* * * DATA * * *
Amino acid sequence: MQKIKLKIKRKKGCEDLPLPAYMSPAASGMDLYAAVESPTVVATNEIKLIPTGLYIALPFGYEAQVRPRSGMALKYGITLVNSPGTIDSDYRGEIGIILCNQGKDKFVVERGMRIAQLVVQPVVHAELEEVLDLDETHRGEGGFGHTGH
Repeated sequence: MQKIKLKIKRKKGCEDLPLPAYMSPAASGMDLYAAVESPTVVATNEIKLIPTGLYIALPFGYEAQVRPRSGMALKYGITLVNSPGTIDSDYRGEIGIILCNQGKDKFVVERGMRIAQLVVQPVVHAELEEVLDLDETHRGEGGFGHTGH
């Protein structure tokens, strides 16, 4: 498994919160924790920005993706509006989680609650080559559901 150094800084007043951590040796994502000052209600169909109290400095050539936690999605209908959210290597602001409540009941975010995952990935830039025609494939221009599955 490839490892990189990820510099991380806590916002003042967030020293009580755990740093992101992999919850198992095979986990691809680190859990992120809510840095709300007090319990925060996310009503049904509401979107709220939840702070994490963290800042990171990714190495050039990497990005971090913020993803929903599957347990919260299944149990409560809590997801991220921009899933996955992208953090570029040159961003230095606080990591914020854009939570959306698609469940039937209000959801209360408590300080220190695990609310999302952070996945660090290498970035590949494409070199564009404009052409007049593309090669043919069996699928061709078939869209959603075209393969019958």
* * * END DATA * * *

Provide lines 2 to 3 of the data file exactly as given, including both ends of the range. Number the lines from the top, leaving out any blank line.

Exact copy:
Repeated sequence: MQKIKLKIKRKKGCEDLPLPAYMSPAASGMDLYAAVESPTVVATNEIKLIPTGLYIALPFGYEAQVRPRSGMALKYGITLVNSPGTIDSDYRGEIGIILCNQGKDKFVVERGMRIAQLVVQPVVHAELEEVLDLDETHRGEGGFGHTGH
């Protein structure tokens, strides 16, 4: 498994919160924790920005993706509006989680609650080559559901 150094800084007043951590040796994502000052209600169909109290400095050539936690999605209908959210290597602001409540009941975010995952990935830039025609494939221009599955 490839490892990189990820510099991380806590916002003042967030020293009580755990740093992101992999919850198992095979986990691809680190859990992120809510840095709300007090319990925060996310009503049904509401979107709220939840702070994490963290800042990171990714190495050039990497990005971090913020993803929903599957347990919260299944149990409560809590997801991220921009899933996955992208953090570029040159961003230095606080990591914020854009939570959306698609469940039937209000959801209360408590300080220190695990609310999302952070996945660090290498970035590949494409070199564009404009052409007049593309090669043919069996699928061709078939869209959603075209393969019958």